Seared Scallops: How to Buy, Prepare, Cook and Serve

Grilled scallops on bed of onion confit, close-up
Thomas Barwick/Iconica/Getty Images
  • Prep Time
    4 min
  • Cook Time
    3 min
  • Total Time
    7 min
  • Yield
    2-3 Servings

Seared scallops can impress your guests at a dinner party, but you can also make this  a staple dish in your normal family fare with this easy recipe. Sea scallops are an elegant, easy, quick-cooking, and delicious seafood dish but you'll have to be sure you pay close attention to each step in having the best seared scallops. Here we share the best strategies for buying, preparing, cooking, and serving scallops. The trick is in buying the most fresh scallops, preparing them to a T and cooking them to perfection, not to mention serving them like a boss. Here's the recipe and more information for making the best seared scallops.

Ingredients

  • 1 pound sea scallops
  • 1 Tablespoon olive oil or butter
  • salt and pepper

Preparation

1) Dry the scallops with paper towels. Salt and pepper both sides.

2) Heat a large regular (not non-stick) pan for 2-3 minutes on medium-high heat. Add the olive oil or butter, and then the scallops one by one, separating them so that they do not touch each other. If your pan isn't big enough to do them all at once, keep the first batch under a piece of foil and do two batches or more.

3) Cook the scallops about 1½-2 minutes each side making sure that the pan is adequately heated before adding them.

They should have a golden crust on both ends, and the center should still look translucent. Turn with tongs.

Serve immediately. One pound of scallops makes about 3 servings.

Nutritional Information: Each serving has 3.5 grams effective carbohydrate 25 grams protein, and 132 calories.

How to Buy Scallops

The road to a tender scallop, seared perfectly begins at the grocery store or fish market. There are three types of scallops commonly sold in the US. These include: sea scallops, bay scallops and calico scallops. Sea scallops are the largest scallops, averaging 1½”-2″ in diameter. Bay and calico scallops are relatively smaller, but sweeter and may be used in stir-fry dishes.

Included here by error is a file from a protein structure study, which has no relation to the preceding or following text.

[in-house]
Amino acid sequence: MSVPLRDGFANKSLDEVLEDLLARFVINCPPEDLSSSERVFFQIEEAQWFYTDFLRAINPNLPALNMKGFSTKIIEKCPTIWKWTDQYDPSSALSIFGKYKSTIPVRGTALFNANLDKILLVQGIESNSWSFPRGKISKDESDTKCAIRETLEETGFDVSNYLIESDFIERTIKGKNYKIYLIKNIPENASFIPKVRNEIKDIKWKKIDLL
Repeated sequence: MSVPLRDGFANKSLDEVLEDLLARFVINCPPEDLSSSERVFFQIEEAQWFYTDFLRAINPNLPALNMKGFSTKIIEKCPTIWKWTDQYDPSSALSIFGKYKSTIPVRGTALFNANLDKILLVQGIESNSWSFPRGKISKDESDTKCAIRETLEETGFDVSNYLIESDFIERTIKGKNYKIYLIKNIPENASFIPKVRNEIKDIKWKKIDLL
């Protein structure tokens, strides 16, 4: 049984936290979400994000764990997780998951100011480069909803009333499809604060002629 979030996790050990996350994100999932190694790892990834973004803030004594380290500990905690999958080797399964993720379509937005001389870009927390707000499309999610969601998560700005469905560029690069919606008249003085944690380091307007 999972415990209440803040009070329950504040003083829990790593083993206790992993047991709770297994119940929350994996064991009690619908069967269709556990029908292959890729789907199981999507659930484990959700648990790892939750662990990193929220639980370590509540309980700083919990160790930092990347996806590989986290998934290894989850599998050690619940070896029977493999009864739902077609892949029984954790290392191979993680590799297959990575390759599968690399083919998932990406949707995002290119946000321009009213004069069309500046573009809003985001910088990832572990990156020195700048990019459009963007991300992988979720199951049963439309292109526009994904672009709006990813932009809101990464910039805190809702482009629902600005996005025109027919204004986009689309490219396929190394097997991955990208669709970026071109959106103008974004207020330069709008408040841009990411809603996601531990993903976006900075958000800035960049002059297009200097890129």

For seared scallops, you would buy sea scallops. There are wild caught or farm-raised options available. Look for 'dry or dry-packed ', 'diver', 'day boat' or 'chemical free' varieties. Avoid dredged scallops as the practice of harvesting them is harmful to the environment.

If you are buying frozen, the ingredient list should only include sea scallops. Avoid packages that list sodium tripolyphosphate (STP) or added water. If you are buying fresh scallops, avoid scallops displayed in overly moist, liquidy containers. Your sea scallops should be sticky which shows that they don't have excess added moisture which will affect the flavor and texture of your dish.

Color-wise, they should not be overly white, but rather a vanilla or pearly color is best. Other names you might see in the supermarket include king scallops, great scallops, Alaskan scallops and jumbo scallops. 

Sizes of Scallops

Whether a grocery store or fish market, scallop sizes should be labeled by the actual count of scallops per pound. Sea scallops can range anywhere from 10 to 40 per pound. The lesser the number, the larger the scallops. The largest available would be U/10 for under 10 per pound.

How to Prepare Scallops

Thawed overnight in the refrigerator or fresh sea scallops should be placed on paper towels for preparation to get as much extra moisture out before cooking. Do not use the microwave or hot water to thaw scallops. Before seasoning them with salt and pepper, pat them dry.

Serving Suggestions for Seared Scallops

Scallops can be a nice first course as well as a main course. As an appetizer, with fresh fruit or avocado, with bacon, or on a bed of arugula or other small-leafed greens.

As a main entree, serve 2-3 large seared scallops with greens sauteed in garlic with a squeeze of lemon, with mushrooms in garlic and wine, as part of an elegant salad, or lots of other ways.

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